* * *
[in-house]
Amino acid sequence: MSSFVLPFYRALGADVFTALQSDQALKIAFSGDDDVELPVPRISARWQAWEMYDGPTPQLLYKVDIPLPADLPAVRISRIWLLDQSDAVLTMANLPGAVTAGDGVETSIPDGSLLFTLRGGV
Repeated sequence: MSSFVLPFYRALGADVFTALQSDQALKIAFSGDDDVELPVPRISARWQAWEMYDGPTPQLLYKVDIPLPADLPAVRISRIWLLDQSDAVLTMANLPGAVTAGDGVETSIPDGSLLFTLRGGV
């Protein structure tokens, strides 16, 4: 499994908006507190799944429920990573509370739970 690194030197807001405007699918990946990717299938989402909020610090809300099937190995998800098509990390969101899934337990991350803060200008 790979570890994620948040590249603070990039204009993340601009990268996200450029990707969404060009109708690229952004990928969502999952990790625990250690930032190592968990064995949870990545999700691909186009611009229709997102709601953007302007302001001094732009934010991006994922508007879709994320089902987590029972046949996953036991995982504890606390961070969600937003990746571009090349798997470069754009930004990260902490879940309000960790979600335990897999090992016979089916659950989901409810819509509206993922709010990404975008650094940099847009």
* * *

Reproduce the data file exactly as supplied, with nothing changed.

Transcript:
[in-house]
Amino acid sequence: MSSFVLPFYRALGADVFTALQSDQALKIAFSGDDDVELPVPRISARWQAWEMYDGPTPQLLYKVDIPLPADLPAVRISRIWLLDQSDAVLTMANLPGAVTAGDGVETSIPDGSLLFTLRGGV
Repeated sequence: MSSFVLPFYRALGADVFTALQSDQALKIAFSGDDDVELPVPRISARWQAWEMYDGPTPQLLYKVDIPLPADLPAVRISRIWLLDQSDAVLTMANLPGAVTAGDGVETSIPDGSLLFTLRGGV
């Protein structure tokens, strides 16, 4: 499994908006507190799944429920990573509370739970 690194030197807001405007699918990946990717299938989402909020610090809300099937190995998800098509990390969101899934337990991350803060200008 790979570890994620948040590249603070990039204009993340601009990268996200450029990707969404060009109708690229952004990928969502999952990790625990250690930032190592968990064995949870990545999700691909186009611009229709997102709601953007302007302001001094732009934010991006994922508007879709994320089902987590029972046949996953036991995982504890606390961070969600937003990746571009090349798997470069754009930004990260902490879940309000960790979600335990897999090992016979089916659950989901409810819509509206993922709010990404975008650094940099847009």